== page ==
A breakthrough in research conducted at the University of Adelaide by Australian scientists could help thousands of women trying to conceive. The team of scientists at the Robinson Research Institute who is accompanied by Dr. Hannah Brown points out the importance of hemoglobin in the fertility of an egg .
It was discovered that hemoglobin is present in good eggs and was not found in those considered bad. “The hemoglobin inside the eggs makes them more efficient and changes the quantity to be used, in addition to its quality”, informs Dr. Brown. In Australia, testing is prohibited on humans, so the team conducts all of its research with the help of laboratory mice. “When introduced to hemoglobin in not so good eggs and then in vitro fertilization, the formation of healthy embryos was observed,” said Dr. Brown.
“We were able to improve the quality of the eggs.”
In Belgium, tests on human beings have already started, where women are allowed to donate eggs for scientific tests. The next and important step for the University of Adelaide team is to carry out tests on larger animals such as cows and pigs, where it will be possible to test ethical safety and observe problems with the children generated in this way .
Scientists hope that the research will be completed in 5 years, becoming a treatment available to the public. It is known that from the age of 32, women’s fertility tends to decrease and between 37 and 42 the chances fall even more. The treatment aims to help these women giving them greater chances of getting pregnant . Dr. Brown was awarded in 2015 by the Women’s and Children’s Hospital Foundation for recognition and excellence in his scientific research.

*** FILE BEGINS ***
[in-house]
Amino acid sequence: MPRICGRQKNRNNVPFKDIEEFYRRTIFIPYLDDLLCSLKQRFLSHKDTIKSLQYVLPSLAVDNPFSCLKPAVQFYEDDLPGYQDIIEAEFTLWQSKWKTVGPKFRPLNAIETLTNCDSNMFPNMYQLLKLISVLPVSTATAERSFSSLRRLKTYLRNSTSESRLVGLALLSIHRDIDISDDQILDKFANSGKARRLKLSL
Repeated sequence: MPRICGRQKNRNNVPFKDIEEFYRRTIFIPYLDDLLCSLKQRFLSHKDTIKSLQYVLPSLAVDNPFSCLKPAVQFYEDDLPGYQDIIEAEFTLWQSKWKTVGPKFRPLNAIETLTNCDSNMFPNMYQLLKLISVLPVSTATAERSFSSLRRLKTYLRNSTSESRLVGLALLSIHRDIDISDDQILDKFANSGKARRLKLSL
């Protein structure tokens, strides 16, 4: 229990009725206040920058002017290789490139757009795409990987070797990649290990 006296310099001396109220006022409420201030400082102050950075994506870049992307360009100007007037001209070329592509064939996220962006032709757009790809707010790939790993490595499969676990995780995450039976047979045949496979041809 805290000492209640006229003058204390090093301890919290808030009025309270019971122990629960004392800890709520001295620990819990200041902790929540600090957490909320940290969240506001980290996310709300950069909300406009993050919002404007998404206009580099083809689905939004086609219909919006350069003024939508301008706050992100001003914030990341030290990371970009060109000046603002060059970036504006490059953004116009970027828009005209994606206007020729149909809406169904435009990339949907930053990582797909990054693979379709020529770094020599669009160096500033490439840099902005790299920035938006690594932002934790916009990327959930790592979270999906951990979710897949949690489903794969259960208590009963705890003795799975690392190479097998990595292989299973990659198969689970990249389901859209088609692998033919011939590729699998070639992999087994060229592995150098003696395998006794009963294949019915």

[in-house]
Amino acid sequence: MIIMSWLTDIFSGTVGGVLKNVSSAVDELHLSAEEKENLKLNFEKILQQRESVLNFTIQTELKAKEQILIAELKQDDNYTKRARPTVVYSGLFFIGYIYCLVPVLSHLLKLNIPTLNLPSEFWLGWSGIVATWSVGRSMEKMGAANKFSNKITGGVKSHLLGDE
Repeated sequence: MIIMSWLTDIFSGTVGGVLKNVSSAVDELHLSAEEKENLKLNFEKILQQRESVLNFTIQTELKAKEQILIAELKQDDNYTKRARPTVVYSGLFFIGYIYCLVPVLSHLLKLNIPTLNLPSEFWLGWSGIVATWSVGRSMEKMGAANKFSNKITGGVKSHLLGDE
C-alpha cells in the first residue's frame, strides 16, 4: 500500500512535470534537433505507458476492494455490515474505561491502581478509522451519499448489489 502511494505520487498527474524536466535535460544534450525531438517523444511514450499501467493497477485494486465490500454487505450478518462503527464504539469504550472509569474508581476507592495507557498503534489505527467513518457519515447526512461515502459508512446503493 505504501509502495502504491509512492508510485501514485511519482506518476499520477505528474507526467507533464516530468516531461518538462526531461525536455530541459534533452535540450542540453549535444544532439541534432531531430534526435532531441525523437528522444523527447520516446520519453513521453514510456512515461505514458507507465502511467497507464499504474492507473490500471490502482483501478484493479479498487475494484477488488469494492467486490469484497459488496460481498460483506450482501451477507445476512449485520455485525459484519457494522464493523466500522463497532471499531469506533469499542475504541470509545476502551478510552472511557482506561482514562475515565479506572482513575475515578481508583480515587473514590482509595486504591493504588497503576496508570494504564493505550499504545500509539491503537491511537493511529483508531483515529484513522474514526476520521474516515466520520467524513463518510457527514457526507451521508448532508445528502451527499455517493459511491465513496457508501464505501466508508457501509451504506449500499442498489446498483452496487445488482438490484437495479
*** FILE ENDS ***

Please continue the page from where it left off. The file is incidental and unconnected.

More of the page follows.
My name is Dr. Alexis Hart I am 38 years old, I am the mother of 3 beautiful children! Different ages, different phases 16 years, 12 years and 7 years. In love with motherhood since always, I found it difficult to make my dreams come true, and also some more after I was already a mother.
Since I imagined myself as a mother, in my thoughts everything seemed to be much easier and simpler than it really was, I expected to get pregnant as soon as I wished, but it wasn’t that simple. The first pregnancy was smooth, but my daughter’s birth was very troubled. Joana was born in 2002 with a weight of 2930kg and 45cm, from a very peaceful cesarean delivery but she had already been born with congenital pneumonia due to a broken bag not treated with antibiotics even before delivery.